3. Once you’ve had a chance to read it, write a short review and post to Amazon, Facebook, your blog, Goodreads, etc.


“Trust-Building Conversation

A Review of

Building Cultures of Trust.
By Martin Marty.

Reviewed by Bob Cornwall.

Building Cultures of Trust.
Martin Marty.
Hardback: Eerdmans, 2010.
Buy now: [ ]

[ A longer version of this review is available
on the reviewer’s blog. ]

Martin Marty - BUILDING CULTURES OF TRUSTTrust seems in short supply these days, with the populace seemingly trusting no one including politicians, government, religious institutions, science, corporations, banks or the courts.   But, if trust is in short supply, how then can our society survive, let alone function?   Although a certain degree of suspicion is healthy, lest we allow ourselves to be scammed and defrauded, we’ve moved far beyond healthy skepticism, which makes building cultures of trust difficult.

Martin Marty takes up the challenge of “building cultures of trust” in a  contribution to the Emory University “Studies in Law and Religion” that’s based on lectures given for the Trust Institute at the State University of New York at Stony Brook in 2008.  Trust starts with the individual, having to do with a person’s character, resolve and ability to change, but as Marty makes clear, it doesn’t stop with the individual.  Trust must involve others, and it evolves in the context of social cultures, which provide for conditions where the task of building trust can occur and even thrive.  It also involves risk, for without risk there is no need to trust.

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“Toward Constructive, Beneficial Dialogue

A Review of
The Disenchantment of Secular Discourse
By Stephen D. Smith

Reviewed by Mark Eckel.

[ Read an excerpt from this book… ]

The Disenchantment of Secular Discourse.
Stephen D. Smith
Hardback: Harvard UP, 2010.
Buy now: [ Amazon ]

THE DISENCHANTMENT OF SECULAR DISCOURSE - Smith“How can you believe in something you can’t see?”  My atheist friend whispered this question to me during homeroom announcements when I was 16.  So bothered was I by the one sentence interrogation that I read all of Francis Schaeffer’s works by the time I was out of high school.  From then on, apologetics (“defense of The Faith”) would always be wedded to real life for me.  Schaeffer’s argument swung on two hinges: The Personal Eternal Triune Creator Is, and He has spoken.  All of life depends on proper opening of this door.  The ultimate questions of life (e.g., Who am I? Where did I come from? What is right and wrong? What happens when I die?) come through that door.  And ever since high school football practice, or English class, or talking with friends over lunch, my concern in conversation has been to persuade others that our deepest inside questions have to have an outside answer.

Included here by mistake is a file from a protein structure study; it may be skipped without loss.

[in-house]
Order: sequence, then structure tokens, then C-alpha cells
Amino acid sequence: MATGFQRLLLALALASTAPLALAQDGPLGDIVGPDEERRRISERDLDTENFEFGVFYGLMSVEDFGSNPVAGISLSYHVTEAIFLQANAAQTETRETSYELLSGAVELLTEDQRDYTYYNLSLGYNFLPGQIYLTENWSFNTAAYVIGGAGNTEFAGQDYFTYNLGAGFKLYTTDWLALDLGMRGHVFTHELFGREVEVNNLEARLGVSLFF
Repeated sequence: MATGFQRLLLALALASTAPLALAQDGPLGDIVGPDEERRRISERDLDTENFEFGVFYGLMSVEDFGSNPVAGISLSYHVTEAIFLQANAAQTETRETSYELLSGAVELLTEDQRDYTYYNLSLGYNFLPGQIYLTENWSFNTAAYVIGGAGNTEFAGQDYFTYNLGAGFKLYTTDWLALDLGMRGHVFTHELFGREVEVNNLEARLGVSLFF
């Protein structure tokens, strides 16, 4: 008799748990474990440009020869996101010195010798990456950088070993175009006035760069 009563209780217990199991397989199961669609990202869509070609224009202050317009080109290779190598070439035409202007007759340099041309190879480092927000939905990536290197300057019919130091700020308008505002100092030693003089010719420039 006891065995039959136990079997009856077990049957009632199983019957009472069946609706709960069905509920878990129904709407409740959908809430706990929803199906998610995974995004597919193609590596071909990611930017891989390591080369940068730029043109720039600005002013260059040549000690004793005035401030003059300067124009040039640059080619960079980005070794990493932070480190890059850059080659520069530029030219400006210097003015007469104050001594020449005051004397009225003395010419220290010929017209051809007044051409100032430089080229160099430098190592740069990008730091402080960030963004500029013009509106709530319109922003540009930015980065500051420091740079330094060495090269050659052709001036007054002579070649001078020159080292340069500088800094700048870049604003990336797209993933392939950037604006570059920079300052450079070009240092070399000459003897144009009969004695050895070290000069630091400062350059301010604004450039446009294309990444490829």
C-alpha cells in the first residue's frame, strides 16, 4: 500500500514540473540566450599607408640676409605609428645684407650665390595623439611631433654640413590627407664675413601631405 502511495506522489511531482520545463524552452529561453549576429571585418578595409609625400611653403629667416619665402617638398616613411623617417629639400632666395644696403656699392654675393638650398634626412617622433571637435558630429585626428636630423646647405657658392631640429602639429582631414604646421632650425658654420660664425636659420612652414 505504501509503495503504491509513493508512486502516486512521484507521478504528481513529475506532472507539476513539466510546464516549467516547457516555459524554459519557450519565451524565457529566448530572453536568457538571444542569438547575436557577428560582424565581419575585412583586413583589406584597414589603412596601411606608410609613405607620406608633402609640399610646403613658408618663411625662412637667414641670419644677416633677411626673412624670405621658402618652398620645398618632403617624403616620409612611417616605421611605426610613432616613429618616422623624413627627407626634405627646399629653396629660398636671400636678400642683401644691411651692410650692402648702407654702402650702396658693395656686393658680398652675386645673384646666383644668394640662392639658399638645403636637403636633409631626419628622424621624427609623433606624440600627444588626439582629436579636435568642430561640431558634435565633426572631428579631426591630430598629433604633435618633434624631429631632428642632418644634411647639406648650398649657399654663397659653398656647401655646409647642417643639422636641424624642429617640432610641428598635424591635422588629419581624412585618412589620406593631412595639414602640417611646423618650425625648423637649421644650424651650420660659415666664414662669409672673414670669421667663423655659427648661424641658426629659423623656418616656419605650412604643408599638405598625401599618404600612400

So it was a great thrill to read that theological thought would be allowed a voice in Steven D. Smith’s The Disenchantment of Secular Discourse. If the title does not tell the tale, consider some opening quotations.  People act on “comprehensive doctrines—that is, their deepest convictions about what is really true” (15).  Human-centered discussions have no ultimate basis, no standard for discovering Truth unless there is “smuggling” of “purposive cosmos . . . providential design” (26).  “Smuggling arguably allows modern discourse to function” (34).  Conversations in a separate secular arena “could not proceed very far without smuggling” because “secular vocabulary . . . is insufficient to convey our full set of normative convictions and commitments (emphasis his, 38-39).  Smith’s concern for years has been that no one in strictly secular circles has admitted they use other-world ideas for physical world arguments.

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“Polis and Ekklesia: Friends or Foes?

A Review of
An Awareness of What is Missing:
Faith and Reason in a Post-Secular Age
By Jürgen Habermas, et al.

 Reviewed by
Matthew Kaul.

An Awareness of What is Missing:
Faith and Reason in a Post-Secular Age
By Jürgen Habermas, et al.
Translated – Cieran Cronin.
Hardback: Polity Press, 2010.
Buy now: [ Amazon ]

J Habermas - AN AWARENESS OF WHAT IS MISSINGFor a range of reasons, the question of the relationship between religious faith and liberal democracy has recently risen to the forefront of political and religious discourse. From Republican presidential candidate Mitt Romney to current President Barack Obama, from the Anglican Archbishop of Canterbury Rowan Williams to Pope Benedict XVI, from evangelical megachurch pastor Greg Boyd to scores of small church pastors across the country, an incredibly wide-ranging set of people have sought to address this question. 

The problem, stated simply, is one that goes back to Augustine, or even to Paul: how does the eternal kingdom of God relate to the temporal, fleeting, present power of the State? For a liberal democracy, the question is even more urgent, because there is no divinely-ordained kingship which we either submit to or disobey. Rather, (theoretically, at least) we ourselves are both subject and legislator. Is it the Christian’s responsibility, then, to legislate “Christian values”? What relationship should the religious citizen have to those fellow citizens who hold different religious beliefs?